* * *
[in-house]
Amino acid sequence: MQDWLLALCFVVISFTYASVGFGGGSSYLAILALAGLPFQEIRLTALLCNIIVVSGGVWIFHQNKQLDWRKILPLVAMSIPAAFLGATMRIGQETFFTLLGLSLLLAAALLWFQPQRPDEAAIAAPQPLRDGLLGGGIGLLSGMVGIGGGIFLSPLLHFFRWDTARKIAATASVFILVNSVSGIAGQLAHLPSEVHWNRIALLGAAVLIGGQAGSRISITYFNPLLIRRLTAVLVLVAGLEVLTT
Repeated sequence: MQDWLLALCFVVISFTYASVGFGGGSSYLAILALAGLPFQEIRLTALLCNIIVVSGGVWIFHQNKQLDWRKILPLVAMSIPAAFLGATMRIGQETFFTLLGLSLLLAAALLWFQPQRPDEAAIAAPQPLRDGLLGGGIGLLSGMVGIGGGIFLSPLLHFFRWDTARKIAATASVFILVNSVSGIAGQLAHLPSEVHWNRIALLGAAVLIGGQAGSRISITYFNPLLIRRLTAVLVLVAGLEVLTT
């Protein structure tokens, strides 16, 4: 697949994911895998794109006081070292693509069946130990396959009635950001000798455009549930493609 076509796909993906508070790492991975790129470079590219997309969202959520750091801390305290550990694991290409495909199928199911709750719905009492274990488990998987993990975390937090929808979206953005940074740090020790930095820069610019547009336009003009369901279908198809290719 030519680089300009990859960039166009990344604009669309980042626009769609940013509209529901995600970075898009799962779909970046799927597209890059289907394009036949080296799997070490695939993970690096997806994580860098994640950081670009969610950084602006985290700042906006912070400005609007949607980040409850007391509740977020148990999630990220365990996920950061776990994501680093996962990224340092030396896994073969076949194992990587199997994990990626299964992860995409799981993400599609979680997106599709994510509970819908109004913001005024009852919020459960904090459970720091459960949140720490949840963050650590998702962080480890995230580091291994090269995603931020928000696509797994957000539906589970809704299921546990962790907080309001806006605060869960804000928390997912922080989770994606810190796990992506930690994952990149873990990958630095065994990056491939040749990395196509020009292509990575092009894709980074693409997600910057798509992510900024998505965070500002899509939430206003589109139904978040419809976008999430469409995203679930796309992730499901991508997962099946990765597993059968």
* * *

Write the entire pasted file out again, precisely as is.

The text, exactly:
[in-house]
Amino acid sequence: MQDWLLALCFVVISFTYASVGFGGGSSYLAILALAGLPFQEIRLTALLCNIIVVSGGVWIFHQNKQLDWRKILPLVAMSIPAAFLGATMRIGQETFFTLLGLSLLLAAALLWFQPQRPDEAAIAAPQPLRDGLLGGGIGLLSGMVGIGGGIFLSPLLHFFRWDTARKIAATASVFILVNSVSGIAGQLAHLPSEVHWNRIALLGAAVLIGGQAGSRISITYFNPLLIRRLTAVLVLVAGLEVLTT
Repeated sequence: MQDWLLALCFVVISFTYASVGFGGGSSYLAILALAGLPFQEIRLTALLCNIIVVSGGVWIFHQNKQLDWRKILPLVAMSIPAAFLGATMRIGQETFFTLLGLSLLLAAALLWFQPQRPDEAAIAAPQPLRDGLLGGGIGLLSGMVGIGGGIFLSPLLHFFRWDTARKIAATASVFILVNSVSGIAGQLAHLPSEVHWNRIALLGAAVLIGGQAGSRISITYFNPLLIRRLTAVLVLVAGLEVLTT
């Protein structure tokens, strides 16, 4: 697949994911895998794109006081070292693509069946130990396959009635950001000798455009549930493609 076509796909993906508070790492991975790129470079590219997309969202959520750091801390305290550990694991290409495909199928199911709750719905009492274990488990998987993990975390937090929808979206953005940074740090020790930095820069610019547009336009003009369901279908198809290719 030519680089300009990859960039166009990344604009669309980042626009769609940013509209529901995600970075898009799962779909970046799927597209890059289907394009036949080296799997070490695939993970690096997806994580860098994640950081670009969610950084602006985290700042906006912070400005609007949607980040409850007391509740977020148990999630990220365990996920950061776990994501680093996962990224340092030396896994073969076949194992990587199997994990990626299964992860995409799981993400599609979680997106599709994510509970819908109004913001005024009852919020459960904090459970720091459960949140720490949840963050650590998702962080480890995230580091291994090269995603931020928000696509797994957000539906589970809704299921546990962790907080309001806006605060869960804000928390997912922080989770994606810190796990992506930690994952990149873990990958630095065994990056491939040749990395196509020009292509990575092009894709980074693409997600910057798509992510900024998505965070500002899509939430206003589109139904978040419809976008999430469409995203679930796309992730499901991508997962099946990765597993059968």